And so it happened, with Guy’s usual dedication to all projects he undertakes, that he did indeed complete this herculean task, producing 125 beautiful paintings that grace the pages of the book – classic lateral views of each species, and all done with an eye for detail of the natural colours and characteristics of each. Guy also supplied many of his beautiful panoramic action paintings of billfish which are used throughout, and Bill Boyce, true to his word, sent his best photos, one of which was chosen as the cover for the book.

The writing of a book doesn’t end with sending off the manuscript to the publisher and then sitting back and waiting for it to appear in bookshops. The work was reviewed by at least six international scientists, then edited in exquisite detail by a copy editor before heading for the design phase. This is where the ‘look of the book’ takes shape, a process in which I was able to take part, and in so doing, realised how much work is involved in that important part of production.

The end result of all those years of fun, hard work and roller coaster rides is a book of which I don’t mind saying I am very proud. Over 90,000 words packed into 266 pages, covering 170 species of fish, copiously illustrated with Guy Harvey’s masterful paintings and enhanced by hundreds of some of the best underwater photos of the fish in their environment. How could I not be pleased?

But what I am especially thrilled about is the way that the book has been embraced by the game fishing community. Because, while the book is aimed at a general audience of those who might be interested in the marine world, it was especially written for all of you anglers out there, constantly wondering about and enthralled with the reason you all go out to sea in the first place. The fabulous Fishes of the Open Ocean. Which seems a good cue to quote from the opening chapter of the book:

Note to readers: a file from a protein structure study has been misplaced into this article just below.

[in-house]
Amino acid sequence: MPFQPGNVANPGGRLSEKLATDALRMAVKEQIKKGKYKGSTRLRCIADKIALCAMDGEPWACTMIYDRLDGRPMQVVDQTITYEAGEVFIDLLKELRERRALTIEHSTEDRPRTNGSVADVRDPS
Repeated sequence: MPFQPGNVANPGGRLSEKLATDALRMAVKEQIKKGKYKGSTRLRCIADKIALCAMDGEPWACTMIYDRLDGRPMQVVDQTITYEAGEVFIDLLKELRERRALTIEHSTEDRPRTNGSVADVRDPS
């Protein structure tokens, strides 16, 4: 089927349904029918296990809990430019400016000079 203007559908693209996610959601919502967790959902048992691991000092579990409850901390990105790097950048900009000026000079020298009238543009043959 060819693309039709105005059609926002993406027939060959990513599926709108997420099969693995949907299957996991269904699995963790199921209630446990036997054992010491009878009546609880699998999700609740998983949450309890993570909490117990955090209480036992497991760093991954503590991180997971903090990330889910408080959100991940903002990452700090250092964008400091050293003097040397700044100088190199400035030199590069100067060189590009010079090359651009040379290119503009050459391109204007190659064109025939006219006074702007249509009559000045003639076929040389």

“The fishes of the open ocean depicted and described in these pages include the largest fishes on the planet – the whale shark, the basking shark and the manta ray. They also include the largest bony fishes in the world – the oceanic sunfish, the blue marlin, the black marlin and the Atlantic bluefin tuna. Some species, such as the streamlined wahoo and the sailfish, swim faster than any others while several of the billfishes and tunas and sharks make regular trans-oceanic, or even inter ocean journeys. Some of these fishes, such as the skipjack tuna, are among the most prolific fish species on earth, supporting huge commercial fisheries that supply millions of people with affordable protein. The fishes of the open ocean are indeed superlative in many ways. Welcome to their world.”

I’m pleased to say that the book has proven to be a success already. It won the presigious ‘Whitley Award’ for the best book on Natural History published in 2010, and was shortlisted for the Queensland Premiers’ Literary Awards in the category of ‘Science Writing’. The first edition hard cover sold out quickly (although you might be lucky and still be able to find a copy on the shelves of a bookshop here and there) and as a result, a second, slightly revised edition is now available. This has a softer cover, and is ideal as a reference on board game boats, alongside all those well-thumbed copies of Bluewater magazine.

There are also two very special Limited Editions of the book available. Both are hand-bound in 100% genuine calf leather, with special bound-in book plates numbered and personally signed by myself and Guy Harvey. The standard Limited Edition is limited to 250 copies. The Premium Limited Edition includes two hand painted tuna by Guy Harvey on the bookplate, and is limited to just 50 copies. And because Guy has varied the species depicted, and their positions on the page, each of the 50 copies of the Premium Edition is completely unique!

All editions of Fishes of the Open Ocean are available from Guy Harvey Art.